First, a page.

42 APAC / March 2017 , “Truck has broken down. It will arrive Wednesday. All good,” he explains. We don’t put the roof on until Wednesday morning so we have some flexibility. Strategy Every hour we rotate the tasks so no one gets bored. The group in the hot sun moves to a shaded area where the thatch walls are being made. We work hard and there is fun and laughter. A radio appears and soon we are singing and loving the joy of this moment. I move from group to group working as hard as I can. Apart from a mean talent for Karaoke it is apparent to everyone that I also lack any useful manual skills. But I can encourage and assist and I keep at it until I stumble on Emily from HR who is clearly struggling. Sitting on her own sanding a wooden beam she complained; “They should have told me it was going to be this hot. I would never have come here”. Not quite sure how to deal with it I sit with her sanding the beam. Soon we are chatting and I learn that she suffers from mild anxiety triggered by large groups and unusual situations. HR works for her as so much of the work is one on one or facing a screen. I ask myself the obvious question, “do I really need this issue in my roll-out team?” No point worrying now, I will deal with it later. Human resources The entire family works with us and they are so lovely. I am reminded of something I always forget; people who have the best of everything are not as happy as people who make the best of everything. I have to try to remember that when I get home! By knock-off time we are hot, sweaty and very satisfied with the cleared site. It is uplifting in a way that I cannot describe to you. Later that night during debrief with Rachel I mention my concerns about Emily. “She may not be much use here”, I insisted. “You don’t always get the team you want” Rachel countered. “But I have to move her off the project team before I get back”, I blurted out. “Maybe so, but it won’t hurt you to work on getting the best from people regardless of where they start from”, with a common sense that annoyed my rising panic. “We are where we are”, Rachel replied, somewhat enigmatically. “She just needs some leadership. Who are the others that are close to her?” Soon we were sitting on a bamboo floor talking to the three work partners of our anxious volunteer. Rachel reminded them why we were all there and how important it was that everyone pulled together if we were to deliver. She gained their commitment to work closely with our anxious colleague to help her focus on the task we had all come together for. Leadership By Wednesday morning we were halfway there, tired, sore with cuts and bruises and some flagging spirits. Work rotation meant that people developed a diverse set of skills. A few were really proud thatch makers while others had become great at the two-man saw. Three days ago, who would have thought? By late morning the tin had still not arrived. Rachel had rescheduled other activities to keep us progressing but Damdin’s smile was not quite so bright. By lunchtime the sun was beating down and everyone was slumped in the shade. Damdin explained that the truck was unlikely to arrive before three o’clock. “Let’s head down to the dam and have a swim,” came the call from the sales rep at the back of the group. “Yeah, let’s do that. We can finish the roof tomorrow when the tin is here”, chorused marketing. The dam sounded so inviting. I have laughed, danced and played games with this group for three days now and I am really fond of them. A few hours splashing in the cool water sounds like heaven to me. “If you do the roof tomorrow you will not finish this home. You will leave here with an unfinished project” cautioned Rachel. An unease settled on the building site. Like a herd of thirsty horses that had sniffed water, they were ready to break for the dam. From the side, and tentatively at first, I heard, “I don’t want to go home leaving a half-finished house”. It was Emily from HR sitting with friends. “That’s not why we came here. We won’t get a chance to come back and finish it.” The spell of the moment was broken. I felt a tinge of shame. The urge for the dam subsided. We stayed in the shade until 3.00 o’clock and waited for the tin. Results I won’t ever forget that Friday afternoon. The parents had purchased small coloured scarfs for each of us. We crowded into the little house we had built and sat on the bare floor. Each of us were gifted a scarf from the family. I am not easily moved to tears but I cried. Who wouldn’t? Monday at 8.00am we sit in an air-conditioned office ready for Day One of the project. With smiling faces, positive attitudes and Emily with her scarf in front of her. We have a belief that we will knock those stretch targets to the boundary. There is a power in teams that really can change the world. You just need some leadership. “Reach Out Volunteers, changing the world one village at a time.” If you need to build a great team quickly and want to enhance your corporate responsibility outlook get in contact with us.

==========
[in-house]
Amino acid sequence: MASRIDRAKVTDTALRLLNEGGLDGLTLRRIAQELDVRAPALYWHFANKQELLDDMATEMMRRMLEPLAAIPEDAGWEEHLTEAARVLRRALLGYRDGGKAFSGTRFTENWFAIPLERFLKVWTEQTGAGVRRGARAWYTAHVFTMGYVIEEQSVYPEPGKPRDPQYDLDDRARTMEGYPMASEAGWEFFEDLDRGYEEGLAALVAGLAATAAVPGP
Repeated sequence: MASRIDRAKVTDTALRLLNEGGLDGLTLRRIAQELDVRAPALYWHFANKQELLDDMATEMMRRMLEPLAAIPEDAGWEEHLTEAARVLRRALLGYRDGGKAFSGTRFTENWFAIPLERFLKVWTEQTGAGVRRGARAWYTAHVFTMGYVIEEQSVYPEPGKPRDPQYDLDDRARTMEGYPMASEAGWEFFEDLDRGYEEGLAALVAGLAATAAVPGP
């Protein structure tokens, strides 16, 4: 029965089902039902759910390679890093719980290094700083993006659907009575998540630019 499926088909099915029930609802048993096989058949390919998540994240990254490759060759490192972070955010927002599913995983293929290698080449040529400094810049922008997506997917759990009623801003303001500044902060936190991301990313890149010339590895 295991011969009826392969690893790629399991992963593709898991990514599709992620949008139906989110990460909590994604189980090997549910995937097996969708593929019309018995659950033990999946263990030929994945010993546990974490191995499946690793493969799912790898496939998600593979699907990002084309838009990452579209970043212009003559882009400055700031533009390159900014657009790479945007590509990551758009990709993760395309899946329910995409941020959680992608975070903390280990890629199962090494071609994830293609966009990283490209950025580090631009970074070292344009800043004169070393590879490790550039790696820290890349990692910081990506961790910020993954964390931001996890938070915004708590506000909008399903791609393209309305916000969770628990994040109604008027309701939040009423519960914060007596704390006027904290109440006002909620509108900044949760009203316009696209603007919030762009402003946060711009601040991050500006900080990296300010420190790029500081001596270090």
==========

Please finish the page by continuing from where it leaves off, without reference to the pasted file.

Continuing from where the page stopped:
Made with FlippingBook